Springtime Pondering

Spring is an exciting time of the year, when trees begin to dress again, everywhere you look flowers are blooming, and best of all, your pond is waking up! It’s time to get outdoors and start shaping things up. This is your opportunity to check the reinforcement of the bank, and while you’re at it, reposition or repair those loose stones around the edge of the pond. Clean the drain if necessary and remove leaves from the netting (which may still be in place) or rotting leaves and muck off the bottom if there are any. This is also a great time to do an equipment check and get everything operating properly before the bio load gets too heavy. Make sure the electrical wiring and pump are in working order. When everything checks out you can start the filter or get the water circulating through the stream bed. Reconnect the submersible pump for the fountain or waterfall.

In March the first primulas and early bulbs bloom in the bog garden. Pond plants that weren’t cut back in the fall such as rushes, reeds, cattails and grasses should be trimmed before the start to show new shoots. If they’ve gotten ahead of you, be careful not to trim the new growth. If you’ve stored water lilies inside over the winter you can plant them again by placing them in the shallow water zone, and as soon as the leaves start to rise up above the water’s surface, move them into deeper water, bit by bit, until you have them where you want them.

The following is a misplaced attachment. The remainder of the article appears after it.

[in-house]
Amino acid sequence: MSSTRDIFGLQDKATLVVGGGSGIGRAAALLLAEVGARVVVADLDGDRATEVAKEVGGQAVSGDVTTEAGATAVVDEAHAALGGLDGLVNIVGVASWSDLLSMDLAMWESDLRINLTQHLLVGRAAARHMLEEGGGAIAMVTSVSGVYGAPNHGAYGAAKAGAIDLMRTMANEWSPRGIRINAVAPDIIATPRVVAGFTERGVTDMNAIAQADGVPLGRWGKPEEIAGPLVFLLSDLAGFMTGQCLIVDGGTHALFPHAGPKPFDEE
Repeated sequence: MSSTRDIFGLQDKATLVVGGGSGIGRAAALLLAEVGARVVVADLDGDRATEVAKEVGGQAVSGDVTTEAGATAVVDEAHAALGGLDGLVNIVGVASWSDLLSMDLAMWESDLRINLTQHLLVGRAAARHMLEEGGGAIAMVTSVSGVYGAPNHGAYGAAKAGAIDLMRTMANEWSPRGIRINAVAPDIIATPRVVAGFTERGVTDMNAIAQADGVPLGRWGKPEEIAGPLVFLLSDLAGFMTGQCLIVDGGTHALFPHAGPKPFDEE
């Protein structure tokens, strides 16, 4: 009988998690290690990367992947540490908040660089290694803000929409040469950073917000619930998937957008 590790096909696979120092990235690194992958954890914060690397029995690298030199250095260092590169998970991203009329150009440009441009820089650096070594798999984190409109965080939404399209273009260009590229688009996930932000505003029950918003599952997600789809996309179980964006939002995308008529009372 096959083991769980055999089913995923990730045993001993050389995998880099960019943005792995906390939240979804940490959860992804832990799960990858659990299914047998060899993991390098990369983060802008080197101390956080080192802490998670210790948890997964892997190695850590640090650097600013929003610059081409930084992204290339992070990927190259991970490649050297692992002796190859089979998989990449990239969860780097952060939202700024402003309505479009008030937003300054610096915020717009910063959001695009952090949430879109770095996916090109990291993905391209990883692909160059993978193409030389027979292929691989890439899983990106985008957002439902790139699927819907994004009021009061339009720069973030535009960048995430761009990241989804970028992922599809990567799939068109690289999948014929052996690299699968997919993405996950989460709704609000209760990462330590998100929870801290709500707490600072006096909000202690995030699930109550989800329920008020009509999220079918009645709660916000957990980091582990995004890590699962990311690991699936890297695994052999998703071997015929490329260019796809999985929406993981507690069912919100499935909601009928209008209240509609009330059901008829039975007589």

April is usually the start of the water garden year. New water-lily pads have grown to the surface and the frogs are mating. If your fish have overwintered in the pond you can begin feeding them when they start coming to the surface – just a little every couple of days will do. This will normally occur when the water temperature rises above 54°F. Disease resistance is at its lowest ebb at this time of year and a mixed diet will help. Provide a few chopped up worms and daphnia as well as regular floating food. Any fish that have overwintered inside should not be moved outside until the pond water warms up to within 3-4°F of their aquarium water. Release them into the shallow water and let them seek out the deeper, colder water on their own.

Do not panic if your pond turns pea-soup green! This is because the algae is taking advantage of the nitrogen fertilizer that has accumulated in the pond over the winter and has started growing earlier than the plants. As soon as your plants get a good start a balance will be restored. A healthy pond will return to normal in a week or two.

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